The exercises in each section vary in their complexity. In addition to the more standard textbook problems, an attempt has been made to include problems from the research literature. The latter are intended to provide a window into the wide range of areas which use perturbation methods. Solutions to some of the exercises are available and they can be obtained, at no charge, from using anonymous ftp. Also included, in the same file, is an errata sheet. Those who may want to make a contribution to this file, or have suggestions about the text, can reach the author at .

I would like to express my gratitude to the many students who took my course in perturbation methods at Rensselaer. They helped me immeasurably in understanding the subject and provided much needed encouragement to write this book. It is a pleasure to acknowledge the suggestions of Jon Bell, Ash Kapila, and Bob O'Malley, who read early versions of the manuscript. I would also like to thank Julian Cole, who first introduced me to perturbation methods and is still, to this day, showing me what the subject is about.

Mark H. Holmes

Troy, New York

August, 1994


Chapter 1: Introduction to Asymptotic Approximations

1.1 Introduction

1.2 Taylor's Theorem and l'Hospital's Rule

1.3 Order Symbols

1.4 Asymptotic Approximations

	1.4.1  Asymptotic Expansions	

1.4.2 Accuracy vs Convergence of an Asymptotic Series

1.4.3 Manipulating Asymptotic Expansions

1.5 Asymptotic Solution of Algebraic and Transcendental Equations

1.6 Introduction to the Asymptotic Solution of Differential Equations

	Example: The Projectile Problem	

Example: A Nonlinear Potential Problem

1.7 Uniformity

1.8 Symbolic Computing

Chapter 2: Matched Asymptotic Expansions

2.1 Introduction

2.2 Introductory Example

2.3 Examples With Multiple Boundary Layers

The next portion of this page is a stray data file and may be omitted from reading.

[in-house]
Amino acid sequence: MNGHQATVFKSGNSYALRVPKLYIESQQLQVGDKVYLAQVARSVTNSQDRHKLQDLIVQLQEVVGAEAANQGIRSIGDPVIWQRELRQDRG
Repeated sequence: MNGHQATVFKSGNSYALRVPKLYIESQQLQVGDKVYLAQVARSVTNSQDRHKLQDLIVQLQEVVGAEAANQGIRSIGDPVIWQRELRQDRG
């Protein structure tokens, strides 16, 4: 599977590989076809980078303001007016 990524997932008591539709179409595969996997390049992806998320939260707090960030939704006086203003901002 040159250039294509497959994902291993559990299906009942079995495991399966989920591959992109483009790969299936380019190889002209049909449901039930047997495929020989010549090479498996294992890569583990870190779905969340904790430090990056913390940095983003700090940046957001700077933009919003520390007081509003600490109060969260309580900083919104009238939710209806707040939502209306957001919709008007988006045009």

2.4 Interior Layers

2.5 Corner Layers

2.6 Partial Differential Equations

	Example 1.  Elliptic Problem	

Outer Expansion

Boundary Layer Expansion

Composite Expansion

Parabolic Boundary Layer

Example 2. Parabolic Problem

Outer Expansion

Inner Expansion

2.7 Difference Equations

Chapter 3: Multiple-Scales

3.1 Introduction

3.2 Introductory Example

	Regular Expansion	

Multiple-Scale Expansion

Three Times Scales

Discussion and Observations

3.3 Slowly Varying Coefficients

3.4 Forced Motion Near Resonance

3.5 Boundary Layers

3.6 Introduction to Partial Differential Equations

3.7 Linear Wave Propagation

3.8 Nonlinear Waves

	Example 1: Nonlinear Wave Equation	

Example 2: Nonlinear Diffusion

3.9 Difference Equations

Chapter 4: The WKB and Related Methods

4.1 Introduction

4.2 Introductory Example


Second Term of the Expansion

General Discussion

4.3 Turning Points

	Solution in Transition Layer	


Matching for x > x[sub(t)]

Matching for x < x[sub(t)]


4.4 Wave Propagation and Energy Methods

	Energy Methods
4.5 Wave Propagation and Slender Body Approximations

	Solution in Transition Region



4.6 Ray Methods

4.7 Parabolic Approximations

4.8 Discrete WKB Method

	Turning Points

Chapter 5: The Method of Homogenization

5.1 Introduction

5.2 Introductory Example

	Properties of the Averaging Procedure	


5.3 Multidimensional Problem

	Periodic Substructure	

Implications of Periodicity

Homogenization Procedure

5.4 Porous Flow

	Reduction Using Homogenization	


Homogenized Problem

Chapter 6: Introduction to Bifurcation and Stability

6.1 Introduction

6.2 Introductory Example

6.3 Analysis of a Bifurcation Point

6.4 Linearized Stability

6.5 Relaxation Dynamics

	Outer Expansion	

Initial Layer Expansion

Corner Layer Expansion

Interior Layer Expansion

6.6 An Example Involving A Nonlinear Partial Differential Equation

	Steady State Solutions	

Linearized Stability Analysis

Stability of Zero Solution

Stability of the Branches that Bifurcate from the Zero Solution

6.7 Bifurcation of Periodic Solutions

6.8 Systems of Ordinary Differential Equations

Appendix 1: Solution and Properties of Transition Layer Equations

	A.1.1  Airy Functions	

A.1.2 Confluent Hypergeometric Functions

A.1.3 Higher Order Turning Points

Appendix 2: Asymptotic Approximations of Integrals

Appendix 3: Numerical Solution of Nonlinear BVPs